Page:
My husband and I are celebrating 25 years of (mostly) wedded bliss today. On July 18, 1987, I was going on 24 and he was going on 25. We were ignorant, idealistic and ridiculously romantic. A quarter of a century, we still are and I think that might be what’s kept us together.
We’ve each only been married once, to each other, which makes us (some have told me) a rare breed. (I might say “more like a piece of work). We’ve been asked (I blush every time) for the secret of our success. I always quip “we fight all the time!” That’s only partly jest. With four kids, money struggles, crazy schedules, work-a-holic tendencies, job woes, health setbacks, two lost babies, a old crumbling house, old cars (which we share) and a DIY-of-necessity lifestyle, I guess it’s to be expected. And relationships get gritty in and of themselves without any help from outside stresses.
So, yes, we bicker a lot and 99 percent of it is about idiotically trivial stuff. Sometimes, when we’re at low ebb, we even lob the D(ivorce)-word at each other. We know, even as we speak it, that we don’t mean it. We’re together for life, like sauerkraut and weiner schnitzel. 29 years ago, we established as ours, the Foreigner song “I Want to Know What Love Is.” Back then, we didn’t know what love was either. We tried, failed and finally, love found us. So divorce threats are only blunted arrows, foolishly fired and aimed to miss the mark, and we both know it.
I used to think it anathema to talk of getting divorced. (I was a good-bad, black-white kind of gal back then. I saw, but only with very narrow vision). Reality has taught me that it’s not discussing divorce that’s wrong. In fact, it’s healthy. It reminds us of how deeply we care and how much we share. Knowing we could voluntarily throw it away reminds us how destroyed each would be without the other.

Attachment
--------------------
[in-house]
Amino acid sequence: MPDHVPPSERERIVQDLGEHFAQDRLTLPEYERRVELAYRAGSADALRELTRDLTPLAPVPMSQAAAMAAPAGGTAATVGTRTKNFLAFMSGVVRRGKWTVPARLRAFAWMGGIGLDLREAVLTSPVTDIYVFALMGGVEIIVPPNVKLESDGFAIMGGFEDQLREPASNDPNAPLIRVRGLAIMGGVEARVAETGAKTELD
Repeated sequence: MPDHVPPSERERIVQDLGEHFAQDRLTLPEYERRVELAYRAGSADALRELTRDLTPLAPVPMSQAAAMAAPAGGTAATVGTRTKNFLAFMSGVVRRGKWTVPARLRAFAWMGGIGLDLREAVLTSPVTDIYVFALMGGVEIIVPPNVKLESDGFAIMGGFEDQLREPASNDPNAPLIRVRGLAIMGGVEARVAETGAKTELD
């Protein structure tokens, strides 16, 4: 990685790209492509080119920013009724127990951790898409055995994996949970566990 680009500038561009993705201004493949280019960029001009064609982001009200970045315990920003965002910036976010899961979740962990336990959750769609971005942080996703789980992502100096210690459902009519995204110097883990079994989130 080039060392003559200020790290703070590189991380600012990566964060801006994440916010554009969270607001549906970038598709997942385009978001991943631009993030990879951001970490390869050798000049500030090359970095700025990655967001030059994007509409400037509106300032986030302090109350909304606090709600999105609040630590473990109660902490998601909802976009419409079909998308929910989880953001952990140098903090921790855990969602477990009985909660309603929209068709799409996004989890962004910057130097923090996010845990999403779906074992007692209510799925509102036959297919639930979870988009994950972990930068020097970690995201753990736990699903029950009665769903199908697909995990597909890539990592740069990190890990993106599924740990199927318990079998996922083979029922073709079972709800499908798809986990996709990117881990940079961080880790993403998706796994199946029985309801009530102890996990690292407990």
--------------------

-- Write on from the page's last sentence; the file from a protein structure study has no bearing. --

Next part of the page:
A relationship rupture that’s out of our hands, like death (hard to speak of, but inevitable) is one thing. We have no control over that. A split we cause ourselves? Not going to happen, please God. Let life throw her curve balls-we’ve got each other and a Higher Power who’s a crack batter.
Why would a couple divorce after a quarto-century together? It happens, sadly, very often. We know several. Without casting judgment (or bragging about our longevity), I think long-term splits occur after the relationship gets put on hold too long. And the partner is taken for granted once too often. A relationship can stand a fair amount inner strife (we’re living proof)–it cannot stand habitual distance and detachment. Conflict is flame that ignites passion-detachment is cold that freezes and kills.
Join me, on my 25th anniversary, in celebrating all marriages and upwardly-mobile relationships. That would be the best remembrance you could give me.